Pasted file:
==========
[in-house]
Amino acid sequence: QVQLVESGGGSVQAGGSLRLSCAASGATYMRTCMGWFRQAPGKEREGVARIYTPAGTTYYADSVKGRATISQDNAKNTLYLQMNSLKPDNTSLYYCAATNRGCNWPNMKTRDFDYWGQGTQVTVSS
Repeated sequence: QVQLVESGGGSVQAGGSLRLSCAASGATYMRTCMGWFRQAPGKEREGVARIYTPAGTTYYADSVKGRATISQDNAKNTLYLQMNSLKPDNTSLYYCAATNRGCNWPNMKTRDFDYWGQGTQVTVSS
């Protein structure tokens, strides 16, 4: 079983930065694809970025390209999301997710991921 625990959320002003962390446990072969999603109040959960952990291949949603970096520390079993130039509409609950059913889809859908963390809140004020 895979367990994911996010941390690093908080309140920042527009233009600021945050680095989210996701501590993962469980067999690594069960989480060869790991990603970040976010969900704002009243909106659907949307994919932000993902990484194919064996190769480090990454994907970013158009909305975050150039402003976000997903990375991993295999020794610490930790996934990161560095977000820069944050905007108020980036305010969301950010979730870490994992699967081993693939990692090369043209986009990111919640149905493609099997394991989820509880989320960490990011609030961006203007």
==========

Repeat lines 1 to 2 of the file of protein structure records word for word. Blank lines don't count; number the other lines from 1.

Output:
[in-house]
Amino acid sequence: QVQLVESGGGSVQAGGSLRLSCAASGATYMRTCMGWFRQAPGKEREGVARIYTPAGTTYYADSVKGRATISQDNAKNTLYLQMNSLKPDNTSLYYCAATNRGCNWPNMKTRDFDYWGQGTQVTVSS